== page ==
The Association was hopeful that the “deal in principle” negotiated with the three Quebec student federations with the Ministry of Education would provide closure to the student protest. We were cautiously optimistic given how intransigent the Minister of Education has been to sit down with the student leaders until well after 14 weeks of “strike” actions. Was it necessary to wait this long to negotiate only to endure more protests and further risk the academic careers of our students?
Their other decision, an 11th hour attempt to sequester the Quebec Liberal Party convention to Victoriaville (beside a construction site), did not bode well for students demonstrating their concerns. As it turned out, the affair placed students and the citizens of Victoriaville in peril: all this in a vain attempt to not repeat the Plan du Nord spectacle. Despite the debacle, word came out of the brief glimmer of “the deal.” A hope on Saturday last that we were finally going to see the end of this collective nightmare. But it was not to be. As we have seen this week, the “deal” has died a quick death.
The “Deal In Principle”
The “deal” provided was not an honourable “deal” that could be endorsed by students province-wide. The three elements of the “deal in principle” were each fraught with limitations and vague assumptions that would not address the planned hikes in tuition let alone the privatization of post-secondary education. Remember that the tuition hikes generate a real increase of $265 million. This is the amount students need replaced.
What were the three elements of this “deal”?
- The creation of a Committee to evaluate spending in the universities in the hopes of reducing costs of tuition.
- An increase of $51 million in bursaries and loans.
- The stretching of tuition hikes to seven years.
What is wrong with the “deal”?
1. The Committee
The examination of excessive spending of senior administrators and their bureaucratic regimes, the excessive spending in publicity, the excessive spending in the creation of satellite campuses, excessive spending of real-estate (e.g. Ilot Voyageur by UQAM) should rightly be examined to render Universities publicly accountable.
We are no strangers at Concordia to the amount of money spent on severance packages alone – figures closer to $25 million when you throw in the number of senior staff who have mysteriously disappeared and others who have had to be hired on an interim basis. A former Concordia President had to brought back and duly compensated.
Then there is the question of the Committee’s 19 member composition who would ultimately determine any potential sources for savings. The committee is not a parity committee making any negotiations difficult. Students would hold 4 out of 19 positions. The remaining 15 seats consist of 4 members from the unions, 6 University Presidents/Rectors, 2 members of the business community (chosen by the Minister yourself), 1 member from the Federation of Colleges, and 1 member of the Ministry of Education. The Committee would be chaired by an individual appointed by the Minister. Lastly, the Minister would also hold the tiebreaking vote.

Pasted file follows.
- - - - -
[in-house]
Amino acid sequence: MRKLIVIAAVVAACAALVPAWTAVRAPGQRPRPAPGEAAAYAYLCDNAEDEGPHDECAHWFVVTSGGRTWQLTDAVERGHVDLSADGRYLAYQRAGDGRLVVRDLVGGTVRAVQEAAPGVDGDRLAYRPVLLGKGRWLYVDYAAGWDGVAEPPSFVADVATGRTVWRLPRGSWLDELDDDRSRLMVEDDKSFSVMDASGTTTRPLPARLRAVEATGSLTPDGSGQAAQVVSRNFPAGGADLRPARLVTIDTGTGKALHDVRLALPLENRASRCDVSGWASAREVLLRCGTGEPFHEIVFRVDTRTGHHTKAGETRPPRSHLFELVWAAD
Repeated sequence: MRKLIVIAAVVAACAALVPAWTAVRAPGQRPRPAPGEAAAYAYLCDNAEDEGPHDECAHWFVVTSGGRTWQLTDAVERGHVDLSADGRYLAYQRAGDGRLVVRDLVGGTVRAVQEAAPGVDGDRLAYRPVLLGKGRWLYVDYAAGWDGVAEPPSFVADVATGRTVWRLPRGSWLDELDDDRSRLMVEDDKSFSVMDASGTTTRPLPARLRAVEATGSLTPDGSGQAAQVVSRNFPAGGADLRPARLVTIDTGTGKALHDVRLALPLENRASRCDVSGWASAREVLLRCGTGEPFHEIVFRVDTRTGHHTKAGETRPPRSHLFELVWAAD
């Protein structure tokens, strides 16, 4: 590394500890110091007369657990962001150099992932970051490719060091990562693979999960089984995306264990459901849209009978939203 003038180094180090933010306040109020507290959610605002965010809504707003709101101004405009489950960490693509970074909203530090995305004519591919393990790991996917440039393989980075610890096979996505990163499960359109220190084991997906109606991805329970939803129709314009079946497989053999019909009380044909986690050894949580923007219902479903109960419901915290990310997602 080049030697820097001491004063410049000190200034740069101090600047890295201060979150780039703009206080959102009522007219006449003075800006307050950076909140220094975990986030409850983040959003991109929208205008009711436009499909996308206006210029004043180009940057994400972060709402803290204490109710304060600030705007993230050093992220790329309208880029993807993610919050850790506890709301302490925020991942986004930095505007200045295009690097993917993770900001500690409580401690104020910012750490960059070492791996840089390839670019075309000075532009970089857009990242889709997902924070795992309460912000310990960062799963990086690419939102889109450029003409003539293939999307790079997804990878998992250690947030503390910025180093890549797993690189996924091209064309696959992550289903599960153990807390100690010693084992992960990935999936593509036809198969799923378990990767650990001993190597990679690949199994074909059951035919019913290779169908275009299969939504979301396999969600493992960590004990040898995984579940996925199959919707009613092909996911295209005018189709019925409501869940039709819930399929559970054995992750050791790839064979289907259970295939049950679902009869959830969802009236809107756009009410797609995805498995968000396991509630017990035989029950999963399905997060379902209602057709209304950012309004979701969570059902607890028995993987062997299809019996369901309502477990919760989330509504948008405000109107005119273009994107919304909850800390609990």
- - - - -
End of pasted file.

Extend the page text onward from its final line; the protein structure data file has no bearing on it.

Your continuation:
The difficulty here is that the Committee is not a bilateral committee (students and government) but a multilateral committee wherein the ultimate power for decision making would not reside with those directly affected with the conflict – the students. And when has a University President/Rector ever admitted to having sufficient funds to operate their University? Unlikely that any University administrator would recommend cutting operational funds so students could pay less. As for government, they not only imposed the expensive corporate structures Universities now have, but provided laissez-faire policies for Universities to impose user-fees on students. The government allowed Universities to charge these fees in the first place. If they were serious about addressing them, why did they not take a more direct approach to ending them?
The proposed Committee would therefore be unlikely to resolve some fundamental conflicts for faculty, students and staff who study, work, and share a commonality of interests about the privatization of post-secondary education.
2. An increase of $51 million in bursaries and loans.
Aside from increasing student debt, and continued limitations on eligibility criteria for bursaries, much of the $51 million in financing would come from the Universities’ budgets for teaching. This would result in larger classes. Then there are the proposed changes by the Quebec Minister of Revenue with the reduction of the tax deduction for education in addition to students and families paying higher taxes. It is difficult to see the benefit to students or to faculty of this proposal in the “deal”. The key is to recognize that the interests of students and faculty are shared. Larger classes, elearning as a panacea, fewer funds supporting graduate studies, etc. are some of those concerns we all share that will not be addressed.
3. The stretching of the tuition hikes over seven years.
The “deal” proposes hikes in tuition that would be spread over seven years instead of the original proposal of five years. “Increases over seven years will be lower”, vaunted the Minister. Rhetoric aside, the total increase will be more as it will be indexed each of the years. No student could agree to pay more than what was originally proposed by the Minister. Difficult to understand why this logic has escaped the government.